• Chamomile also works against bloating and nausea. It’s also helpful for irritable bowel syndrome and colic.
  • Fennel tea can help settle stomach pain, including heartburn and bloating.

Sickness

  • Green tea is rich in antioxidants and has anti-inflammatory properties. It can also help boost your immune system.
  • Hibiscus tea features useful vitamin C and antibacterial properties.
  • Ginger tea helps relieve muscle aches, motion sickness, and headaches. It can also help loosen congestion and relieve a sore throat.

Cramps and PMS

  • Ginger tea helps relieve muscle aches and can be beneficial for increasing comfort during menstrual cramps. It can also help reduce heavy blood flow.
  • Tumeric tea features curcumin, a biologically active compound that helps relieve pain.

Inflammation

  • Green tea contains health-promoting compounds called polyphenols that inhibit inflammatory responses.
  • Holy Basil tea helps the body overcome physical stress. It’s rich in vitamins A and C, calcium, zinc, iron, and chlorophyll.
  • Rose Hip tea contains antioxidants, beta carotene, and vitamins C and E.

For Mental Health

  • Herbal teas can help stimulate mental health by bringing about specific effects that include relaxation and tranquility. A cup of tea can also help reduce stress and anxiety while increasing mental focus.

Calm and Relaxation

  • Lavender tea is caffeine-free. It’s known for its aromatic head that can help induce relaxation and calm agitation.
  • Lemon Balm tea helps calm restlessness and reduce feelings of alertness. It’s also beneficial for reducing nervousness.
  • Hawthorn berries are tiny fruits that grow on trees and shrubs. Making hawthorn tea has been known to calm emotional distress and lower blood pressure.

Insomnia

  • Valerian Root tea can help ease the inability to sleep by reducing the amount of time it takes to fall asleep.
  • Catnip tea contains nepetalactone, which induces drowsiness, reduces anxiety, and calm restlessness.
  • Banana tea helps blood vessels and muscles relax, allowing you to stay asleep longer.

Tips for Adjusting to Daylight Savings Time

It’s been about a week since we’ve set our clocks back an hour to accommodate daylight saving time. Although we’ll be on this schedule until March 2020, many people may still be having trouble adjusting. It’s just an hour, but that’s enough to throw off your internal clock and rhythm. If you’re feeling unusually fatigued and groggy, there are some changes you can make to help you get used to the shift.

Tips for Adjusting to Daylight Savings Time

1. Stick to Your Schedule

While it may seem counterintuitive, don’t change your schedule to accommodate the shift in time. Sticking to your usual schedule will help your body gradually adjust to the time change. Trying to stay awake for an extra hour could be more of a shock to your system than you intend. Therefore, if you usually go to bed at 10 p.m., you should continue doing that. The same goes for the time that you typically wake up. Maintaining a consistent schedule will help automatically regulate your sleep patterns. You’ll feel less groggy and exhausted. In addition, check out these sleep tips:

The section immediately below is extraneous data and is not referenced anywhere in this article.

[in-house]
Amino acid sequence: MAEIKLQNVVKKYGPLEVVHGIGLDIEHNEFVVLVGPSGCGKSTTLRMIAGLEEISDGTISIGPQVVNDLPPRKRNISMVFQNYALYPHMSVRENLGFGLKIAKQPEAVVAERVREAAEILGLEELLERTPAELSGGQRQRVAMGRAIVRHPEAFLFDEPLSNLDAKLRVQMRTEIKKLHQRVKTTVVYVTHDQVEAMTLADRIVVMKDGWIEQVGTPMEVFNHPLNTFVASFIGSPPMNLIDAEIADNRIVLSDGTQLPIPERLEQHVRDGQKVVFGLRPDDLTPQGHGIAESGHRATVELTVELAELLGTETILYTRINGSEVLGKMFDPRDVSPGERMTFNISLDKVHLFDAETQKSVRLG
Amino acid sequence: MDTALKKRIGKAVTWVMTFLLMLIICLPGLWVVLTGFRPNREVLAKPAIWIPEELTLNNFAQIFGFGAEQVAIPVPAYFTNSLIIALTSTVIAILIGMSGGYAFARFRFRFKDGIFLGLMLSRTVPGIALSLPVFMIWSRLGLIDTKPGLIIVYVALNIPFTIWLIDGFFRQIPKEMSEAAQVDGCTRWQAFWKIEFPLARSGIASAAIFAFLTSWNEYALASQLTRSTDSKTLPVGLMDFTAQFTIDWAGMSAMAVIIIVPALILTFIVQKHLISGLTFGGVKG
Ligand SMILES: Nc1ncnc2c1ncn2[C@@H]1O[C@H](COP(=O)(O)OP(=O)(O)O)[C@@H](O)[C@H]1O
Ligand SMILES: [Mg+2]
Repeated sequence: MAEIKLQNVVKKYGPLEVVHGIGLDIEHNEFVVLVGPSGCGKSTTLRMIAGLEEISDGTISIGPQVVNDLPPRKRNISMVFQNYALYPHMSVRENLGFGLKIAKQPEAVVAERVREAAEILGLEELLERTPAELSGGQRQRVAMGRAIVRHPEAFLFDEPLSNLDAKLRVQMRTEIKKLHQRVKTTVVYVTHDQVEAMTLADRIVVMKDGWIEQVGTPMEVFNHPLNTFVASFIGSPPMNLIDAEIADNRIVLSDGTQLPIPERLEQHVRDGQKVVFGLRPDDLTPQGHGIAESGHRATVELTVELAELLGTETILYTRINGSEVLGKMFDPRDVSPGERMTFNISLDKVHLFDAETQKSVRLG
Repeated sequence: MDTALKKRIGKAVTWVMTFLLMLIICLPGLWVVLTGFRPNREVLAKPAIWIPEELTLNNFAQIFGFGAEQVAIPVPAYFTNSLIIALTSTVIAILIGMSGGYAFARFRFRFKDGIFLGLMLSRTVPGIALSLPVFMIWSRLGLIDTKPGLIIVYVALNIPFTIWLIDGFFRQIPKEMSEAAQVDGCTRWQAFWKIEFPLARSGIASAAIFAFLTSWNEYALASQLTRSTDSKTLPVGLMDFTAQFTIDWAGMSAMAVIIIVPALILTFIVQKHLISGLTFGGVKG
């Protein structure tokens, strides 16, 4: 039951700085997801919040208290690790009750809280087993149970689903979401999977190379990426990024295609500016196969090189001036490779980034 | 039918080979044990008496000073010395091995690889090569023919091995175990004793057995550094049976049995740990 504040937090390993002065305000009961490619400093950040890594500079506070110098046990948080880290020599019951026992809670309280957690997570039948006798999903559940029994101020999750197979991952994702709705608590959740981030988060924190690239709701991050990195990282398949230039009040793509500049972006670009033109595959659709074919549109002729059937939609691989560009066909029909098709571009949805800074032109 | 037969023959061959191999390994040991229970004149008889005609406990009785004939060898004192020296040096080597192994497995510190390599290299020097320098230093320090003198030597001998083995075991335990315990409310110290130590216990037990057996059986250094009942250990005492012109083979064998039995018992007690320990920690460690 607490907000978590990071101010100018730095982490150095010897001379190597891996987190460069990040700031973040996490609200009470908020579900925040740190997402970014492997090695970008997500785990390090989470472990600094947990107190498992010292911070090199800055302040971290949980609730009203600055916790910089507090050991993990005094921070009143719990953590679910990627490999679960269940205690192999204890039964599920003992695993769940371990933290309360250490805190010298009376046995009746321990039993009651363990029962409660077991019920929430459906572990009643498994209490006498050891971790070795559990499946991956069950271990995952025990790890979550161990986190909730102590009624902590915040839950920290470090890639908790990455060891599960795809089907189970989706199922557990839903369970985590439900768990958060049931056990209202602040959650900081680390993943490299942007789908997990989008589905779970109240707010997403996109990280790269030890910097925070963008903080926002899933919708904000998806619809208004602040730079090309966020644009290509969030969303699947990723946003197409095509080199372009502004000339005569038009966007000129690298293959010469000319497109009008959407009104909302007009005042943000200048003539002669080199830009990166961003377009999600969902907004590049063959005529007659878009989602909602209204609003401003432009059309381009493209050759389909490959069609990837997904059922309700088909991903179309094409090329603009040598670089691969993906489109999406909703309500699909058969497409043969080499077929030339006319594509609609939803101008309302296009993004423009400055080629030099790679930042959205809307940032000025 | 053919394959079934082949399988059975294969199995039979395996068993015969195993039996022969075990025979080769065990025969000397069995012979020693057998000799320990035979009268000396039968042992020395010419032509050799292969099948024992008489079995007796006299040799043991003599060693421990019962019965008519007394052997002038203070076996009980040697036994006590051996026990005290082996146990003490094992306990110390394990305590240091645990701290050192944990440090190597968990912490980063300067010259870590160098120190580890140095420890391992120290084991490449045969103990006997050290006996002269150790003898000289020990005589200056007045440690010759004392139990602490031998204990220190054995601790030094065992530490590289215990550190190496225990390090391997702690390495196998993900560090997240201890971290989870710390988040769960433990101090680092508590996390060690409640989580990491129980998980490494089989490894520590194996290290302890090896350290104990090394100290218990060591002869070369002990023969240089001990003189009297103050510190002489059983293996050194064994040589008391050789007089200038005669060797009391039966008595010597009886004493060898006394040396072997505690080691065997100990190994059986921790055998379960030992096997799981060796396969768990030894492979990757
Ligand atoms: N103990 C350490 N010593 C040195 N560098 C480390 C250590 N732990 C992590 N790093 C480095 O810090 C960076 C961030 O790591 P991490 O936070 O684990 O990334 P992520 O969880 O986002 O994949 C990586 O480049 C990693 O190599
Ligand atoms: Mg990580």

• Create an optimal sleep environment with temperature and darkness
  • If it’s helpful, use white noise or other ambient sound devices or apps
  • Make sure that your mattress has your ideal level of firmness
  • Avoid using electronics directly before bed

2. Take In As Much Sunlight As Possible

During this time of year, the average time for sunset is 4:55 p.m. The extended time of darkness has various physiological and psychological impacts. Some people even experience seasonal affective disorder — a type of depression related to the change in the seasons. To combat these effects, try to take in as much sunlight as possible throughout the day. Wrap up and take a quick walk outside during our lunch break. You could also open your blinds and curtains in the morning to start your day with a full dose of sunlight. Here are a few ways you can get more sunlight:

  • Go for a jog or walk (at least 20 minutes)
  • Keep the blinds open in your office space
  • Consider light therapy using a lightbox

3. Rethink Your Evening Routine

Although you’re sticking to your established sleep schedule, it will be helpful to rethink your evening routine. It will help you wind down and settle your body and mind so you can rest. Enjoy your dinnertime, but give your body time to digest before getting into bed. Get into a peaceful rhythm with your body with stretching and meditation. Open up a new book to keep your mind active while saving your eyes from the blue light of electronics. Consider adding these activities to your routine:

  • Take a warm bath a couple of hours before bedtime
  • Start writing in a gratitude journal
  • Spend uninterrupted time with family/children

7 Questions You Need to Ask Your Acupuncturist {Video!}

Check out the Zoom Video link below “7 Questions You Need to Ask Your Acupuncturist”

with our Acupuncturists, Jaeok, Nancy, Kelly, Laura & Emily.

 

https://zoom.us/recording/play/3WfHQr_VArLXUuYNlB8YshJmso3p9tyHIyVpBVsmYlDAinSdJRnqgKdzxymTePsY